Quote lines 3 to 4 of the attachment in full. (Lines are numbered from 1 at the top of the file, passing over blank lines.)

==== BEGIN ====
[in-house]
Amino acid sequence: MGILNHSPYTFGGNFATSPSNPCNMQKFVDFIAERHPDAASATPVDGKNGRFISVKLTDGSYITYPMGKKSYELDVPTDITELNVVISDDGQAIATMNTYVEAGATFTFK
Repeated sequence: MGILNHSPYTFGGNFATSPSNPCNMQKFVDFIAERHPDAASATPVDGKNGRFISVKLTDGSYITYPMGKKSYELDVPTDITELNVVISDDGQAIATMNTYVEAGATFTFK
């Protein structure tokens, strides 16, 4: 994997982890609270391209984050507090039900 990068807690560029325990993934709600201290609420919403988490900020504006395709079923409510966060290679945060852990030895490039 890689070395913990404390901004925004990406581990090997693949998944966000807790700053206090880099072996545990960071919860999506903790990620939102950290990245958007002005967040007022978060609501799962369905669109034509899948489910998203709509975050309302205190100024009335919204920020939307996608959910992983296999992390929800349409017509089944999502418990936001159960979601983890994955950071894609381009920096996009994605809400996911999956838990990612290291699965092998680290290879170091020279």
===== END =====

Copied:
Repeated sequence: MGILNHSPYTFGGNFATSPSNPCNMQKFVDFIAERHPDAASATPVDGKNGRFISVKLTDGSYITYPMGKKSYELDVPTDITELNVVISDDGQAIATMNTYVEAGATFTFK
């Protein structure tokens, strides 16, 4: 994997982890609270391209984050507090039900 990068807690560029325990993934709600201290609420919403988490900020504006395709079923409510966060290679945060852990030895490039 890689070395913990404390901004925004990406581990090997693949998944966000807790700053206090880099072996545990960071919860999506903790990620939102950290990245958007002005967040007022978060609501799962369905669109034509899948489910998203709509975050309302205190100024009335919204920020939307996608959910992983296999992390929800349409017509089944999502418990936001159960979601983890994955950071894609381009920096996009994605809400996911999956838990990612290291699965092998680290290879170091020279």